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One of the most profound, powerful and moving books I have read is called "Hasidic Tales of the Holocaust" compiled and written by Yaffa Eliach... so powerful in fact, I am not sure I have the strength to ever read it again... yet I cannot get rid of it either... It haunts my bookcases and reminds me that there are things that mere words only barely express.

The reason I bring it up is that like the stories dredged up by South Africa's and Rawanda's truth and reconciliation commissions... there are stories and there are truth's that should never be forgotten, that should never be allowed to fade away into the memory of bad dreams... we need to know that such hate and viciousness existed... that it was fought and most importantly that it was overcome... that simple human decency won the day.

The years of slavery in our country is one of those times... but so is the era of jim crow and the struggle and triumph of the civil rights movement...

... but just as important... and perhaps even more important are the stories of the changes in heart... the epiphany and enlightenment of a soul coming to realize that they were wrong and their efforts to make amends...

... after all tales of hate and horror are all too common... we need more than anything the counterbalance... tales of light and love.

[edit on 4-4-2009 by grover]



posted on Apr, 4 2009 @ 10:11 PM
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Originally posted by secretagent woooman
There is a really good book from th mid-1990s called "Not by the Sword" about a rabbi and his wife who "adopted" a former Ku Klux Klan grand dragon and cared for him while he died of diabetes-related complications.


That story reminds me of one about Hermann Goring.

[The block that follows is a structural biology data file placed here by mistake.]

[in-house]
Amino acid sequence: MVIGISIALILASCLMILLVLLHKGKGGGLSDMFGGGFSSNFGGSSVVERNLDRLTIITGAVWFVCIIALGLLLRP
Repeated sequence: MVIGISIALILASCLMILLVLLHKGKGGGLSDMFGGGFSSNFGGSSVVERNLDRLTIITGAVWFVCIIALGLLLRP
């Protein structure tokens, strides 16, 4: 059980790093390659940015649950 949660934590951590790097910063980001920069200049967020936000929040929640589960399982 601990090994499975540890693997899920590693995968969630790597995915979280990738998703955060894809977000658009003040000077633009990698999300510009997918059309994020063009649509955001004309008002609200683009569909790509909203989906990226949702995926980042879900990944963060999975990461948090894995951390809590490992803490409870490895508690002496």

During the Munich putsch the Nazi rioters were shot at and Goring was wounded... he hid in a door way and was taken in by the people who lived there... an elderly Jewish couple. They tended to his wounds and kept him hid.

Years later when he had power... he made sure they were unmolested and eventually made sure that they escaped across the Swiss border.

I first read about this in a biography of Goring. And have since read about it in other sources as well.



posted on Apr, 4 2009 @ 10:33 PM
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I'm sorry i'm not buyin it. I don't get the get the sense that he is truely repentant of his actions. It sounds more like he's afraid he won't be received at the pearly white gates. He's just seeking forgiveness before he dies, which is not the same as truely being repentant. He says "and i found out that there is no way i could be saved and get to heaven and still not like blacks". He's not worried about making amends, and giving true heartfelt apologies, he's worried about getting into heaven.

The man has hated blacks all his life and now all of the sudden he's sorry for his actions, it took him 48 years to realize what he did was wrong. Heck just ten years ago he was ready to leave his church because they were encouraging blacks to attend, doesn't sound like he's changed all that much to me. I don't think many people that are guilty of the things he is ever really change.

He still has the "colored" sign that hung over the restroom of the train station where he beat up the congressman in his garage to remind him of what he's done wrong, why does he need a sign to remind him, his conscience should remind him. Maybe he keeps the sign because he likes to remember that day.